Personalisation carries other benefits too: it can help the child to learn how to spell their name or address, where to find their country on the map and more, depending on how the book is personalised.
So personalised children’s books are great – but could they be taken to the next level?
Personalisation brings a particular challenge to the publisher: how to integrate these personalised elements to the story in a way that they don’t feel as mere gimmicks? It’s perhaps fun to see a photo of your child’s cut-out head attached to a body of an illustrated princess, but does that serve the story? Is it aesthetically pleasing? Would you still like to return to that story over and over again? Can you make a personalised book a timeless classic?
For years, the personalised children’s books have remained more or less the same: the child is the main character and their name is integrated in the story. Certainly there’s room for far greater imagination and surprising stories to utilise personalisation.
Dr Kucirkova has spotted another challenge of personalised stories: “Personalised books serve as a starting point for children to get hooked on story creation with themselves as heroes; but they need to learn to understand and feel empathy for others’ viewpoints and behaviours.”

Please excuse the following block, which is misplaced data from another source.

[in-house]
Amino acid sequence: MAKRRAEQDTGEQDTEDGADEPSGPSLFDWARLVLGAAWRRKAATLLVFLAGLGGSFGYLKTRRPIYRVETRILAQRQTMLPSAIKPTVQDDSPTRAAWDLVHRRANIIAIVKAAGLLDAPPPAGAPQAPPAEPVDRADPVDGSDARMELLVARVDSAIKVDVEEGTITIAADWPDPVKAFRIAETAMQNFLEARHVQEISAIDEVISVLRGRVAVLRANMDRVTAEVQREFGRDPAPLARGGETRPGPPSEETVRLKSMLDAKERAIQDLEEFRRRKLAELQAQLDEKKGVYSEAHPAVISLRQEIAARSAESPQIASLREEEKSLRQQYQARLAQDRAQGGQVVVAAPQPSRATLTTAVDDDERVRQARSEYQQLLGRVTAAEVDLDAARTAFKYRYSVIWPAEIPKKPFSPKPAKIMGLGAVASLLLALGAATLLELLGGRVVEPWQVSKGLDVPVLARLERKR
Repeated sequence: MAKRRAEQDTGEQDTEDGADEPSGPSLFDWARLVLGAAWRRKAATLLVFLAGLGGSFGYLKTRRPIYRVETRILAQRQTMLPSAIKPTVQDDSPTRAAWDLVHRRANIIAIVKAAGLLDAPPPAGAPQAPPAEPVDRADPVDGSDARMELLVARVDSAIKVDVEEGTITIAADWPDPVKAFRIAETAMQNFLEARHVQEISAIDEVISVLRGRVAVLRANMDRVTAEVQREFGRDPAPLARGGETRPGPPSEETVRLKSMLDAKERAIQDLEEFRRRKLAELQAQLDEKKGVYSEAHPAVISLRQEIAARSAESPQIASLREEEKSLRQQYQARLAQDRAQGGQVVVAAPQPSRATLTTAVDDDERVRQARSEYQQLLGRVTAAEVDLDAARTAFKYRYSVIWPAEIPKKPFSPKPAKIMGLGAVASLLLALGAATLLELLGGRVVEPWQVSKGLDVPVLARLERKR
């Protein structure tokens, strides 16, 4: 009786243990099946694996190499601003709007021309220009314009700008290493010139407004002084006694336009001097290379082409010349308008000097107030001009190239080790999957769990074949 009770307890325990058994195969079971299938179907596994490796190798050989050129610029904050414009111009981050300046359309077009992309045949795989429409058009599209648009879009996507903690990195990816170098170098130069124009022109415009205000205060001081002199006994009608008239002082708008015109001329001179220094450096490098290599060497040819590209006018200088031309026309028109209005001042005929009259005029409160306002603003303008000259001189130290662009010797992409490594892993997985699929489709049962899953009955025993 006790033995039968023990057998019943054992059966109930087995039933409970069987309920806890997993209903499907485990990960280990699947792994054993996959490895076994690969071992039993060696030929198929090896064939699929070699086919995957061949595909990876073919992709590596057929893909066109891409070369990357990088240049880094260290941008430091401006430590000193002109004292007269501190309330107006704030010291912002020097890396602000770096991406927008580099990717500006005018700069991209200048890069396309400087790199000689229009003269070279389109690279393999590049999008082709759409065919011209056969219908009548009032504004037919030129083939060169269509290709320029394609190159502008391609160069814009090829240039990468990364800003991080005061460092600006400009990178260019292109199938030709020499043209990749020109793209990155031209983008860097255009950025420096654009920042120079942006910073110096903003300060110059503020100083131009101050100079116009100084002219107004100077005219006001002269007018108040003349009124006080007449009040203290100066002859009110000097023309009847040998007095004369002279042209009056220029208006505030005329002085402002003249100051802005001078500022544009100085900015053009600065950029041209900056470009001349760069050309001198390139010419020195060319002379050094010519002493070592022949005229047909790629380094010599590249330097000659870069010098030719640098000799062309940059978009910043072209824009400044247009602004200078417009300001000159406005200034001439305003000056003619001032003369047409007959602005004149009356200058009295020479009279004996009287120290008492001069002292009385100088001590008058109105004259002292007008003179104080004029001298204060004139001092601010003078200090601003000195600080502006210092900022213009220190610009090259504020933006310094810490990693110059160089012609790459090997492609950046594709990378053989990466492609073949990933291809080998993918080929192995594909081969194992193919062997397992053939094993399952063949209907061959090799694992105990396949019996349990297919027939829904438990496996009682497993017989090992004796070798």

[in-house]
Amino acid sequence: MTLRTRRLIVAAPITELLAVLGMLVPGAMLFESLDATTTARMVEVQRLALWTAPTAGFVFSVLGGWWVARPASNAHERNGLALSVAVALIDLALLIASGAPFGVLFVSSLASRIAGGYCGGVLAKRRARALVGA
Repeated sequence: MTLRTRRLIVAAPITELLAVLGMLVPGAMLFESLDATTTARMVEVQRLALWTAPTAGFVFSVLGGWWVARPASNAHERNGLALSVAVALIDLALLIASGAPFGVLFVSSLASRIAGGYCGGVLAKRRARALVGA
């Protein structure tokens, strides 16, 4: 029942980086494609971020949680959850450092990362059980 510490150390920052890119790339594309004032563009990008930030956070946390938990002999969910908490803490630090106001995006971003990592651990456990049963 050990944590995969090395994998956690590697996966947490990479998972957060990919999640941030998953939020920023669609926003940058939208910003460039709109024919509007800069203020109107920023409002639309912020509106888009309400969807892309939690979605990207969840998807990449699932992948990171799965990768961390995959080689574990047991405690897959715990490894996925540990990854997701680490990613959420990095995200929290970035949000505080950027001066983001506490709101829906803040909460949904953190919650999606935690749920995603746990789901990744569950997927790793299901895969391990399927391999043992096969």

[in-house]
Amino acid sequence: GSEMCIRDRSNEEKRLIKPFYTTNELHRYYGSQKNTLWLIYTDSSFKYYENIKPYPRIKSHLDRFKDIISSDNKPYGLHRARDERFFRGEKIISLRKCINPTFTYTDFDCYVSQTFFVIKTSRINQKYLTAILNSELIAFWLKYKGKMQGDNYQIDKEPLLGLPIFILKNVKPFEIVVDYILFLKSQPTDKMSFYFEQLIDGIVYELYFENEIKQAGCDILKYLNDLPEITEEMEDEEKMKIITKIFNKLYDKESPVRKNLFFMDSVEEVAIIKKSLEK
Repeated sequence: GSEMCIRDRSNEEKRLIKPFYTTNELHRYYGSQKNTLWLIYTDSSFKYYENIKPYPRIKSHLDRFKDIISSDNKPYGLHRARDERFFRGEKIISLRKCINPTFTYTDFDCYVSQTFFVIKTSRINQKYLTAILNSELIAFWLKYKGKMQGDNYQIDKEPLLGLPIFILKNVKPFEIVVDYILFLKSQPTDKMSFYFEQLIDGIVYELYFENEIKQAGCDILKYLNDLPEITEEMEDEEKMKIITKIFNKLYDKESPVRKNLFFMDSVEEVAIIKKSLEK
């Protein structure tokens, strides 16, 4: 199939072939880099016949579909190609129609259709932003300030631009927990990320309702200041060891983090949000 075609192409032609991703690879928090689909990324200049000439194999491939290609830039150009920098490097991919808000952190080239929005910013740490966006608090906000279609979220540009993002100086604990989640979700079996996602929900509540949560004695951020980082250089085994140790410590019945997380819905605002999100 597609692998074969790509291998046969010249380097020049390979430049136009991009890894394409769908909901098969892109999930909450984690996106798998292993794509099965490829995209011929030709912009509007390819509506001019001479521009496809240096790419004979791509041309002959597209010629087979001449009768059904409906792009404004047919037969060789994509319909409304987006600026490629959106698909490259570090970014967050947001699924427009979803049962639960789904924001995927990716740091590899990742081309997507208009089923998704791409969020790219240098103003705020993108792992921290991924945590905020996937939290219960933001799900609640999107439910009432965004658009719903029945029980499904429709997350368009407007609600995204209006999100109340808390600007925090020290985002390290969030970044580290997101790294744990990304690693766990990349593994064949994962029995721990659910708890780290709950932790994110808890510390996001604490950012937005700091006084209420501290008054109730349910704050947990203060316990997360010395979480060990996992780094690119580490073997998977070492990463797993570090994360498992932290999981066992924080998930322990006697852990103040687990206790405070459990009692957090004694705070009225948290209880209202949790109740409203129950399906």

I was personally intrigued by these challenges and they inspired my partner and me to create a new kind of personalised book: a story where the child is not the main character, a story that is ‘designed’ personalised from the very beginning and where also the giver of the book is part of the adventure. And so was Luxembourg’s first personalised book born: Message in a Bottle.
There’s so much more to be explored with personalised books but it requires courage from both publishers and children’s authors. Personalised children’s books still carry misconceptions, and it’s not the first type of story that authors think about creating.
After all, the rules of a good book haven’t changed: it’s all about the story, whether it’s personalised or not.
What will the future adults treasure from their childhood today?
At the end of the day, it’s hard to imagine that a child would treasure an e-book or a tablet game for decades to come. A personalised book in particular, makes an unforgettable gift that lasts. Children’s book aren’t going to disappear just yet but it doesn’t mean that they couldn’t be made even more magical. You have to admit, finding yourself part of the story is always magical.
About the author:
Native Finn, Tuire Siiriainen is an illustrator and the founder of Blueberry & Pie, a self-publishing company. She published her first book, a personalised children’s adventure Message in a Bottle, through her company in August 2016. Currently she resides in the beautiful countryside of Luxembourg. You can follow her and Kiki’s (the hero of Message in a Bottle) adventures on Instagram @messageinabottlebook and Facebook: https://www.facebook.com/messageinabottlechildrensbook/